• Data is returned from the row with the oldest timestamp in the specified queue table.
  • The row is deleted from the queue table, guaranteeing that the row is processed only once.
  • If no rows are available, the transaction enters a delay state until one of the following occurs:

  • A row is inserted into the queue table.
  • The transaction aborts, either as a result of direct user intervention, such as the ABORT statement, or indirect user intervention, such as a DROP TABLE statement on the queue table.
  • To perform a peek on a queue table, use a SELECT statement.

    For details about creating a queue table, see “CREATE TABLE (Queue Table Form)” in SQL Data Definition Language. For details about the SELECT AND CONSUME statement, see SQL Data Manipulation Language.

    Error Logging Tables

    You can create an error logging table that you associate with a permanent base table when you want Teradata Database to log information about the following:

  • Insert errors that occur during an SQL INSERT … SELECT operation on the permanent base table
  • Update and insert errors that occur during an SQL MERGE operation on the permanent base table
  • To enable error logging for an INSERT … SELECT or MERGE statement, specify the LOGGING ERRORS option.

     

    IF a MERGE operation or INSERT … SELECT operation generates errors that …

    AND the request …

    THEN the error logging table contains …

    the error logging facilities can handle

     

    completes

  • an error row for each error that the operation generated.
  • a marker row that you can use to determine the number of error rows for the request.
  • The presence of the marker row means the request completed successfully.

    aborts and rolls back when referential integrity (RI) or unique secondary index (USI) violations are detected during index maintenance

  • an error row for each USI or RI violation that was detected.
  • an error row for each error that was detected prior to index maintenance.
  • The absence of a marker row in the error logging table means the request was aborted.

    reach the error limit specified by the LOGGING ERRORS option

    aborts and rolls back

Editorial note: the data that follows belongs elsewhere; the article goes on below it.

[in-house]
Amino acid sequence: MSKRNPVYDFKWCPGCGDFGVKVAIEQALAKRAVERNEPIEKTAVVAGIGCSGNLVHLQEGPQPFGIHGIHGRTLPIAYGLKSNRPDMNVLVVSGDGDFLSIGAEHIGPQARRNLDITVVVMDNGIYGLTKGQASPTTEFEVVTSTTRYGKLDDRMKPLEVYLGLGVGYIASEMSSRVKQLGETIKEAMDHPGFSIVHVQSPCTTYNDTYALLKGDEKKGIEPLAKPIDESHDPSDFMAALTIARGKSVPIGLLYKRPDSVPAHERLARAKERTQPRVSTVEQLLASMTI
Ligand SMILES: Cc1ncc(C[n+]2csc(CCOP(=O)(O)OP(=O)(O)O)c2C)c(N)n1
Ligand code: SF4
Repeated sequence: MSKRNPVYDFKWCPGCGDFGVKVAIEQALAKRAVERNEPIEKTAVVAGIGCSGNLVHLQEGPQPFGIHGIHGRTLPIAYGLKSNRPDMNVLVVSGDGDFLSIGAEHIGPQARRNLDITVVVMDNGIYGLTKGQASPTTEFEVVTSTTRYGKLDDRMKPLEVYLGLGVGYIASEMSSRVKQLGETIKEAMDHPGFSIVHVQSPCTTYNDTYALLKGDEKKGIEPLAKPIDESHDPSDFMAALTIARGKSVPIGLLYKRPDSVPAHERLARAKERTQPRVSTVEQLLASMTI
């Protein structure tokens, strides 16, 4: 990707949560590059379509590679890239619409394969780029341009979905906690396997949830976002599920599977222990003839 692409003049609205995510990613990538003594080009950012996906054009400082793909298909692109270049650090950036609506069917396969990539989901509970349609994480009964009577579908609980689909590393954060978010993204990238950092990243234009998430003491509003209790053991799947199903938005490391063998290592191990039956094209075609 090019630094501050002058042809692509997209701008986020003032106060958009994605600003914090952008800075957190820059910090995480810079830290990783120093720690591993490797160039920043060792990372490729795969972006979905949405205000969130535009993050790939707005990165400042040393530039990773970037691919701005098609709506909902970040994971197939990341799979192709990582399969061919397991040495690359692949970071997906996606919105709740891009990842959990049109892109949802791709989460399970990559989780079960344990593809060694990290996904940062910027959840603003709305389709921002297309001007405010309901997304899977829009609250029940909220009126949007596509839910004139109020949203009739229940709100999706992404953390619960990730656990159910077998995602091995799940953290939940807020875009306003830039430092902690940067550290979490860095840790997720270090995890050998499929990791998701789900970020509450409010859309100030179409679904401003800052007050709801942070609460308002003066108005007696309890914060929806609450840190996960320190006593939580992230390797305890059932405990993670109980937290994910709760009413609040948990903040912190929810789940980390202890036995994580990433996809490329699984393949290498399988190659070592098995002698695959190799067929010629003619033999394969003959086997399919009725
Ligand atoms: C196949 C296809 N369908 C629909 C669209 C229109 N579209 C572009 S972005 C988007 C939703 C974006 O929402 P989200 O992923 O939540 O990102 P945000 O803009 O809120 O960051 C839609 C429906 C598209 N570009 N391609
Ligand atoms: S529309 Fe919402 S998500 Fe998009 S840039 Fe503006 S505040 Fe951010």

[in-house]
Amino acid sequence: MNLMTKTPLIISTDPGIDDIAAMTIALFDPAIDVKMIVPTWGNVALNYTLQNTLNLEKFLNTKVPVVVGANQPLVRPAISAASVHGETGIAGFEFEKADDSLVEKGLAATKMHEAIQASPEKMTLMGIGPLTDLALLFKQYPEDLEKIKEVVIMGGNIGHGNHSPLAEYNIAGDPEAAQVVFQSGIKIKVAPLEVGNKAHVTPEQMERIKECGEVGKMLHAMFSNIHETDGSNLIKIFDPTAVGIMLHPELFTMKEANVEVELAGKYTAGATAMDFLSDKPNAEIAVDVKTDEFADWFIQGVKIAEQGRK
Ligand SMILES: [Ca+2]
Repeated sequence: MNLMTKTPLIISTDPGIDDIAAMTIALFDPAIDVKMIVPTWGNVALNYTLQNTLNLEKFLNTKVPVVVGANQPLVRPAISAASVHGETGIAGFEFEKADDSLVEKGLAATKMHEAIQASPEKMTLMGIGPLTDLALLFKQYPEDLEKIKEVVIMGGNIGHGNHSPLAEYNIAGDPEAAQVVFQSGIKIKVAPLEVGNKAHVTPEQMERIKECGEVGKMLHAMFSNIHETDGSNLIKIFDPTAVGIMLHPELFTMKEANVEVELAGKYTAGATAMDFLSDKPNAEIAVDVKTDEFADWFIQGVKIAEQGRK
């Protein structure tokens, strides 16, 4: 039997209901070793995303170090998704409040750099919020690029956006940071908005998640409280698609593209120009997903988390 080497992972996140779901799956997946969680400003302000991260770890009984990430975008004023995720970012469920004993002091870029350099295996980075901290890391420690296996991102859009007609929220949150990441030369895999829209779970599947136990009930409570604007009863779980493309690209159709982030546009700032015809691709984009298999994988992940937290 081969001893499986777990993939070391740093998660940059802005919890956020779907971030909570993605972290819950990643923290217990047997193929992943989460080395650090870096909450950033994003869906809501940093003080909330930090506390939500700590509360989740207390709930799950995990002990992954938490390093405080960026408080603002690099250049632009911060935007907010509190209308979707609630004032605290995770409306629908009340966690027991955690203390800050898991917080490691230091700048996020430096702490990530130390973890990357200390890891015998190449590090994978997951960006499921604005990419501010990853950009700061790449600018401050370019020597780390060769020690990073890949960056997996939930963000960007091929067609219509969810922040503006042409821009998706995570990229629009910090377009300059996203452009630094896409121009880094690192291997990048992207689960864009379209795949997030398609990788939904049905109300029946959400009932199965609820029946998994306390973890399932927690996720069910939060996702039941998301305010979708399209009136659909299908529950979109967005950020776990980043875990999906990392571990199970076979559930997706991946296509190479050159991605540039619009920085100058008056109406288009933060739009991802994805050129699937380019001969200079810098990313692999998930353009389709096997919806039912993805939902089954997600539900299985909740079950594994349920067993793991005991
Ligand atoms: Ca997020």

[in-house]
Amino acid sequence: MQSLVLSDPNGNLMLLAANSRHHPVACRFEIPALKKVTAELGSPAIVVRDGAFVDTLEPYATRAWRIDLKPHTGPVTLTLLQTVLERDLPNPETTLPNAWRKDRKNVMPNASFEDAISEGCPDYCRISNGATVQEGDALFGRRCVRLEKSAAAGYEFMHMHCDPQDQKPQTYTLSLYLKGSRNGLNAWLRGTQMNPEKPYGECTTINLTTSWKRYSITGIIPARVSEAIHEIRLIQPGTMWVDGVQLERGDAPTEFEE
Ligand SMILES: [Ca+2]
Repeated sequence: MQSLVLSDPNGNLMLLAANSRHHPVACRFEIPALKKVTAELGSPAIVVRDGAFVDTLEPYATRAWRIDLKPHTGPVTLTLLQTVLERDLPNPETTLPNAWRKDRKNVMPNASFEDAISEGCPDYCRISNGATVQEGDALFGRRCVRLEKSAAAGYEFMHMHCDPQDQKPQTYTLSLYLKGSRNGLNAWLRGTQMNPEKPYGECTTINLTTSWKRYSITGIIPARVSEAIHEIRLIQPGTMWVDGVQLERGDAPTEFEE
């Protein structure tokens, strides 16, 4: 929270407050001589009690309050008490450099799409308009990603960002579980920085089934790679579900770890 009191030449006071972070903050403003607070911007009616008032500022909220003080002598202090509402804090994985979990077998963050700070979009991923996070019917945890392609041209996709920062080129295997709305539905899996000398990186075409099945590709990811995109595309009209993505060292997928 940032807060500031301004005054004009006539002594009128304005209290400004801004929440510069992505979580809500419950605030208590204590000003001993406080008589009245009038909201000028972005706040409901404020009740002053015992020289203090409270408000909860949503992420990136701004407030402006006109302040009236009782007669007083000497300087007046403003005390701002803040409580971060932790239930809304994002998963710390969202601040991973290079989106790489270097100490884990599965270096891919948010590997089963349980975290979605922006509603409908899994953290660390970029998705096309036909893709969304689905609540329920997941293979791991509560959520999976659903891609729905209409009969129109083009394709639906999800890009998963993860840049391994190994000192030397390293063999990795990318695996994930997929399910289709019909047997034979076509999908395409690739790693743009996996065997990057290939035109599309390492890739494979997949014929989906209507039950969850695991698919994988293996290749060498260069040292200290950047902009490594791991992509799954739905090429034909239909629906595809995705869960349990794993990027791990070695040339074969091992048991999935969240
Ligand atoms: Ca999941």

an error row for each error that the operation generated, including the error that caused the error limit to be reached.

    the error logging facilities cannot handle

    aborts and rolls back

    an error row for each error that the operation generated until the error that the error logging facilities could not handle.

    You can use the information in the error logging table to determine how to recover from the errors, such as which data rows to delete or correct and whether to rerun the request.

    For details on how to create an error logging table, see “CREATE ERROR TABLE” in SQL Data Definition Language. For details on how to specify error handling for INSERT … SELECT and MERGE statements, see SQL Data Manipulation Language.

    No Primary Index (NoPI) Tables

    For better performance when bulk loading data using Teradata FastLoad or through SQL sessions (in particular, using the INSERT statement from TPump with the ArraySupport option enabled), you can create a No Primary Index (NoPI) table to use as a staging table to load your data. Without a primary index (PI), the system can store rows on any AMP that is desired, appending the rows to the end of the table.

    By avoiding the data redistribution normally associated with loading data into staging tables that have a PI, NoPI tables provide a performance benefit to applications that load data into a staging table, transform or standardize the data, and then store the converted data into another staging table.

    Applications can also benefit by using NoPI tables in the following ways:

  • As a log file
  • As a sandbox table to store data until an appropriate indexing method is determined
  • A query that accesses the data in a NoPI table results in a full-table scan unless you define a secondary index on the NoPI table and use the columns that are indexed in the query.

     

    For more information on …

    See …

    creating a NoPI table

    the NO PRIMARY INDEX clause for the CREATE TABLE statement in SQL Data Definition Language.

    loading data into staging tables from FastLoad

    Teradata FastLoad Reference.

    loading data into staging tables from TPump

    Teradata Parallel Data Pump Reference.

    primary indexes

    “Primary Indexes” on page 33.

    secondary indexes

    “Secondary Indexes” on page 36.

    Temporal Tables

    Temporal tables store and maintain information with respect to time.

    For more information about temporal tables, see Temporal Table Support and ANSI Temporal Table Support.